By Jenna Ebener
Imagine you are 7 years old. You love to run, make crafts and spend time with family and friends. Everything seems normal and as it should be. Then you get sick. You have influenza and your body shuts down. Once you finally recover, you are no longer the same. At first the only body parts you can move are your eyes. Eventually you can move your arms a little, but it takes so much effort and you have no control of your fingers. You cannot tell others how frustrating this is because you can no longer work your mouth to talk. You are trapped.
Eight years later, you have a little more movement in your arms and legs, but things are much the same. You are screaming in your head, but no one can hear you.
Then someone comes along and wants to give you a voice. Speech, motor, occupational and mental health therapists come together. It takes patience, creativity and collaboration. They problem-solve what communication system will give you the greatest access to your “voice.” They determine what body parts you can move in order to hit two switches, buttons that say “yes” or “no.” Even on the days when you can barely twitch your fingers, they figure out how to give you access to those switches. A year later, you get a communication device. You can use your yes and no switches to scan through words on that device. It takes so much effort; some days you can barely hit your switches. But you never give up.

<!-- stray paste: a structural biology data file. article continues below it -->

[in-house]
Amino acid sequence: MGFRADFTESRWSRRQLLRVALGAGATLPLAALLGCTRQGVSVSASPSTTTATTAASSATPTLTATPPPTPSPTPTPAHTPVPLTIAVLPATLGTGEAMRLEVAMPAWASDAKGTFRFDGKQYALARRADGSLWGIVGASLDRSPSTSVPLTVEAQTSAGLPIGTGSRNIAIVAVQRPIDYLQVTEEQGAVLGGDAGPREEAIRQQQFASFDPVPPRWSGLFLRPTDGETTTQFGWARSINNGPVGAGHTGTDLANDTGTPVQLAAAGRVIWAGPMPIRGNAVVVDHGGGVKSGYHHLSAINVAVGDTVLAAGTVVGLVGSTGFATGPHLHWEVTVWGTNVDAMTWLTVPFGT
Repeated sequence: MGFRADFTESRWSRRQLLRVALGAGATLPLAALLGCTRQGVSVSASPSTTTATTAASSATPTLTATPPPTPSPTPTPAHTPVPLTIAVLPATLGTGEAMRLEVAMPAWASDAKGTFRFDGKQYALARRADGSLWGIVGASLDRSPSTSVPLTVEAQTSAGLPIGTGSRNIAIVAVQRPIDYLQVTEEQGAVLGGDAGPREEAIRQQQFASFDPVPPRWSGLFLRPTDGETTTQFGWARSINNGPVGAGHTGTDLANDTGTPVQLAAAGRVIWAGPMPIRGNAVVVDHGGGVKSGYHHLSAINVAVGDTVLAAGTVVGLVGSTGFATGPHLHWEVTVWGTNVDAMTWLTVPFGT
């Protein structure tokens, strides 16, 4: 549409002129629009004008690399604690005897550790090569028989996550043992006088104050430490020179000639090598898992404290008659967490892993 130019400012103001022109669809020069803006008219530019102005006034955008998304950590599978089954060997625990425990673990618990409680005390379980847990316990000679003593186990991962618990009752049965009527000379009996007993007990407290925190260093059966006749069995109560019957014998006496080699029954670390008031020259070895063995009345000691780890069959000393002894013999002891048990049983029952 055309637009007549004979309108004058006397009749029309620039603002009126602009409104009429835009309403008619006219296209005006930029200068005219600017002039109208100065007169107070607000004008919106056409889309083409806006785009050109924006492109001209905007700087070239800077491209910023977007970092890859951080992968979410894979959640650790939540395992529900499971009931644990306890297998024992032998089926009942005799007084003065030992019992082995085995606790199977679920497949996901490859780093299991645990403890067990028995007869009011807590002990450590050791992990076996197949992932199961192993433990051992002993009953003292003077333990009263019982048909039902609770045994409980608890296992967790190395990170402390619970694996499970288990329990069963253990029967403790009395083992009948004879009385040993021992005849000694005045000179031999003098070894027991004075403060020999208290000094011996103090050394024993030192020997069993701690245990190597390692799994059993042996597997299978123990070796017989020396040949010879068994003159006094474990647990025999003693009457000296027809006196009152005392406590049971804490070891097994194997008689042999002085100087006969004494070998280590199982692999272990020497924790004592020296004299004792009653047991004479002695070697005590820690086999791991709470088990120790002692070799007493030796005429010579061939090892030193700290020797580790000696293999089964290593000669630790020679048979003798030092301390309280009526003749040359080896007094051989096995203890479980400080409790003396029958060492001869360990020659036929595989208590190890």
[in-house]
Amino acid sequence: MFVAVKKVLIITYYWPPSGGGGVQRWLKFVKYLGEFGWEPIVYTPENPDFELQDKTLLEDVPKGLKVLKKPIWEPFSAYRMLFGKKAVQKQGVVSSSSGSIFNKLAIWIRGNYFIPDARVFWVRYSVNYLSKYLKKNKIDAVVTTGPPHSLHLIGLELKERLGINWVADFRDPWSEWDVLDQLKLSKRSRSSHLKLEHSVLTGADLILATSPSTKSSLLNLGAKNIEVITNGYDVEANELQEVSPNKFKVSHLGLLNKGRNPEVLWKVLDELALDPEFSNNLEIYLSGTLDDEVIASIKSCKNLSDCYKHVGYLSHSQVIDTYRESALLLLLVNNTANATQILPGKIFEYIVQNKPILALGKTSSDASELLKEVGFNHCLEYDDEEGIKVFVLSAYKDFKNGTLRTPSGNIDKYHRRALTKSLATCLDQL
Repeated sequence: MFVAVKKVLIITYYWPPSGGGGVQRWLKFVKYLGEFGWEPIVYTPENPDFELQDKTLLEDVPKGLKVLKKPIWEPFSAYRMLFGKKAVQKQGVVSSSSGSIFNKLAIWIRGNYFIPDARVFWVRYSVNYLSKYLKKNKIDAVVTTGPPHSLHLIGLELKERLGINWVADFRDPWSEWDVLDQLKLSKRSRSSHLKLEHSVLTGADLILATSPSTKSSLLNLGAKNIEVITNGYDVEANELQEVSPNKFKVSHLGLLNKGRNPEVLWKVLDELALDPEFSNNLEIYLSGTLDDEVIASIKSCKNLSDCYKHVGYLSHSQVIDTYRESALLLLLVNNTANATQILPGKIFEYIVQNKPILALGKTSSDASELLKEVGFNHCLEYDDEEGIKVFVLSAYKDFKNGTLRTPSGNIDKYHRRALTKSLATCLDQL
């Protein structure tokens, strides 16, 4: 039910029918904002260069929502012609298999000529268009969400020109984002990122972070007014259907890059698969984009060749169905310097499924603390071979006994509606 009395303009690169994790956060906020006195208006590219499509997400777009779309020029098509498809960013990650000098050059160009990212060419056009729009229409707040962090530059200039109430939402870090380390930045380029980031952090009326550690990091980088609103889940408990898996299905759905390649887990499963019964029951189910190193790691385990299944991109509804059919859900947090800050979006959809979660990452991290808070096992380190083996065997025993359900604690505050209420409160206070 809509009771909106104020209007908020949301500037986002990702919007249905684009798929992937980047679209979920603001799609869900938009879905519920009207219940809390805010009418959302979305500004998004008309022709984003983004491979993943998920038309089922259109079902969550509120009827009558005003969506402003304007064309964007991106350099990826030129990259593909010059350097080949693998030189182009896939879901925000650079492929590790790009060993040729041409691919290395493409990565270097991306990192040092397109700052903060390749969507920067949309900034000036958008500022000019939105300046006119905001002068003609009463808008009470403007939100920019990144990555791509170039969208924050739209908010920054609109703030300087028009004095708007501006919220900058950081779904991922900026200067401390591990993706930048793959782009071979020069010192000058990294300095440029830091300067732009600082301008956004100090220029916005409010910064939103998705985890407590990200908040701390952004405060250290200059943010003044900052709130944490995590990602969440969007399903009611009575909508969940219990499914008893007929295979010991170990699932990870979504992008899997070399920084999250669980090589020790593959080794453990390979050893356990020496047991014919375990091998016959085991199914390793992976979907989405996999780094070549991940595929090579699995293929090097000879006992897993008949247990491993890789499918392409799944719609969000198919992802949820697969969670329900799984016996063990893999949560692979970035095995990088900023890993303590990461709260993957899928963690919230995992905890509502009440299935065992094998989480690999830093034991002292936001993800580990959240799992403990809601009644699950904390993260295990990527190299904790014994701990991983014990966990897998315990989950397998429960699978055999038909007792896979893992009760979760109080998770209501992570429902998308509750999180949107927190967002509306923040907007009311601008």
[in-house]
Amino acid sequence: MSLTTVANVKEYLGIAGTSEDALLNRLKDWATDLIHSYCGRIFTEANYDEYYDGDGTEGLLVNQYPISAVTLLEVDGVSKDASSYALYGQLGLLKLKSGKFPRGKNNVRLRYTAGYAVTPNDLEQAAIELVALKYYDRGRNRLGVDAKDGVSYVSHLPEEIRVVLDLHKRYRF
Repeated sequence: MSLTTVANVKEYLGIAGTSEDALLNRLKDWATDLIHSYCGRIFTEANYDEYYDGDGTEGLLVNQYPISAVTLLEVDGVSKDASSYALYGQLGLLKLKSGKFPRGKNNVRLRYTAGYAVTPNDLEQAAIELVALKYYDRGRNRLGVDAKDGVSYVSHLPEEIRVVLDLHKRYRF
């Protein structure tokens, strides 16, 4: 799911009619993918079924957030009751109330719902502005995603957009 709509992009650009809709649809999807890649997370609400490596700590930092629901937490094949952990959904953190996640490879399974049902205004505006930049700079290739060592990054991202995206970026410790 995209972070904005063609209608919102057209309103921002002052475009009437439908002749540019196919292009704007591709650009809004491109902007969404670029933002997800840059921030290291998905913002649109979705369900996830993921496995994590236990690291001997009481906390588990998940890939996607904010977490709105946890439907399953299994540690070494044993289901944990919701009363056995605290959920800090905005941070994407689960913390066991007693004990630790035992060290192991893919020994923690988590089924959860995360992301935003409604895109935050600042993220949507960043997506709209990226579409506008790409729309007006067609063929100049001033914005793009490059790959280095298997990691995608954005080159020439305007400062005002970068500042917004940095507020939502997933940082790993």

One day everything changes. Your body has been sick. You are depressed and uncomfortable. A close family member has experienced a traumatizing situation and no one has thought to talk to you about it. You have your regular feelings check-in at school with your therapists.
Normally you choose one neutral feeling like “happy,” but not today. You work harder than ever to make yourself heard. You go into your feelings page on your device and say “ashamed,” then “hopeless,” then “angry.” You want them to understand. They do. They acknowledge how you are feeling. They discover what has happened. They ask you questions. You respond. You navigate that device like you never have before. You answer yes/no questions, you make comments, you ask questions. You talk for over an hour. You are having the longest conversation you have had in almost 10 years. The session comes to an end, but you are not finished. You go to your feelings page one more time and you say “happy.”
We do not need to speak from our mouth to communicate. Even those of us who do, speak differently. We have different tones, dialects and sayings. Some of us find words right away, others need processing time. Some of us need to use communication systems. No matter how we communicate, it all comes from inside of us.
We may think that people who cannot talk “normally” have nothing to say, that they have nothing going on in their heads. But they do. They may not be able to speak in sentences or they may speak “normally” with a communication device. They are all human beings and all deserve dignity. They all deserve to be treated as another human, just with a little extra patience and creativity to help them find their voice. And when they finally can “speak,” it is the most beautiful sound you have ever heard. “Because you are precious in my eyes, and honored, and I love you” (Isaiah 43:4).
(Jenna Ebener graduated in 2015 with a Master of Social Work from St. Ambrose University in Davenport.)